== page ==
Childhood Influence of the Wichita Falls Tornado

The Red River Valley outbreak of 10 April 1979 was one of the most destructive in American history. Three major, cyclic supercells produced long-track, violent, and huge tornadoes. Unusually, three regionally major towns got struck: Lawton OK, Vernon TX and Wichita Falls TX. The most memorable and damaging, of course, was Wichita Falls: 42 killed directly and at least 1800 people hurt, in a path sometimes over a mile wide across the southeast side of the city; damage rated to at least F4 levels (whether spots of F5 damage existed has been disputed ever since, but certainly an enormous amount of F4); 20,000 residents rendered homeless; $400 million in damage in 1979 dollars (second in U.S. history, inflation-adjusted…refer to Brooks and Doswell 2001).

Wichita Falls also had tremendous personal meaning and motivation for me, even though I only would turn 12 the following month. For background, I already was fascinated by tornadoes and had been since earliest memory. I had decided at some indefinite moment long before, as a weather obsessed preschooler, to go into a career in meteorology, specializing somehow in tornadoes. This event, however, was a major turning point in that it turned me on to the concept of observing and photographing them safely.

Troy Dungan of Channel 8 (Dallas) and Harold Taft of Channel 5 each relayed tornado warnings for that area in their 6 p.m. weathercasts, then broke in sometime shortly afterward to announce with somber dread that a massive tornado had done great damage in Wichita Falls. I knew where that was, where I was, and what an anvil was, so the news prompted me to go outside in attempt to view the storm’s canopy from that distance. Much to my astonishment and captivation, the sharp, crisp edge of the anvil silhouetted to the NW in the fading light. I recall thinking, “Wow, this came from that storm producing the tornado. Maybe some of the same air went through the tornado!”

The next day, Leon Hooten’s famous photo of the giant, black, high-contrast tornado (the one eventually appearing on the NWS Spotter’s Guide cover) was printed on the front page of the Dallas Times Herald. [A woefully tiny version is online here.] That image, spread across the entire width of the front page of the newspaper, absolutely blew me away, in a figurative sense of course. I cut out and taped that shot to the wall of my bedroom across from my pillow, such that it would be the first thing I would see every time I woke up, throughout the remainder of my childhood and teenage years. [It finally yellowed and crumpled into oblivion sometime after I went off to college at OU.]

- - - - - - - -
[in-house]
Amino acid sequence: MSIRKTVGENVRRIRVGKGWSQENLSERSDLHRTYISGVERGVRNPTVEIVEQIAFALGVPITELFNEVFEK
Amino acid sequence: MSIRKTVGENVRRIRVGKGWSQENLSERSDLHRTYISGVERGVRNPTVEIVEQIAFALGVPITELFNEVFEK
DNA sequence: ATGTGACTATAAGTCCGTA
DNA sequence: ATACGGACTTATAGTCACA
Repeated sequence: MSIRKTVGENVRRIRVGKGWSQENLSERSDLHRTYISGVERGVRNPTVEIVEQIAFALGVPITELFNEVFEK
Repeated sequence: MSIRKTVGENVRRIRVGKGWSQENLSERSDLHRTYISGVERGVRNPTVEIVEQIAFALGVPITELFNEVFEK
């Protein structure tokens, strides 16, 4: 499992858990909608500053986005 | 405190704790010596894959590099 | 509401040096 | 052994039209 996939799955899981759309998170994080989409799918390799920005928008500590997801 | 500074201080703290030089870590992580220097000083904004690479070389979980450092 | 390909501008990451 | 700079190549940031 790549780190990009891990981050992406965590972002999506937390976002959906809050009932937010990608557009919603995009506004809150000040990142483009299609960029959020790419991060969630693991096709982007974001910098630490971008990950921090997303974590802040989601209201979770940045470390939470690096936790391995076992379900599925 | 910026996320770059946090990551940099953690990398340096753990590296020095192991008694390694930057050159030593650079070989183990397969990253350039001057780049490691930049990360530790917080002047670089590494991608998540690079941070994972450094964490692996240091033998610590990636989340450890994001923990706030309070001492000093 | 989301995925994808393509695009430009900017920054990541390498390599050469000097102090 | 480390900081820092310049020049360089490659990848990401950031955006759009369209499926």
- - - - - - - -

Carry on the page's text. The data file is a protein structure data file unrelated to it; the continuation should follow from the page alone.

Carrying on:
My thinking was rather audacious for an elementary school kid, but certainly within reason: “If the dude credited with taking the shot could do so, why not me? If I become a tornado expert like I want, how hard can it be to find one of those and photograph it?” Imagine that.

On 11 April 1979, I vowed to see and photograph cleanly a high contrast, mile wide tornado like that someday. Despite several big ones witnessed, either at night or in poor contrast conditions, I still haven’t accomplished that goal fully, despite 22 years of active storm intercepts. And I don’t believe there is such a thing at quite yet as a full-fledged, across-the-board “tornado expert.” What is known about tornadoes has become almost incomprehensibly vast in a historical and factual sense of “tornado trivia,” yet so little still truly is understood about how and why they do or don’t develop, and how to predict their precise location more than a few minutes (at most) in advance. The more a scientist learns, the more he realizes he doesn’t understand!

And so, the learning continues, as does the heretofore futile search for that high contrast, mile-wide tornado in my camera lens…


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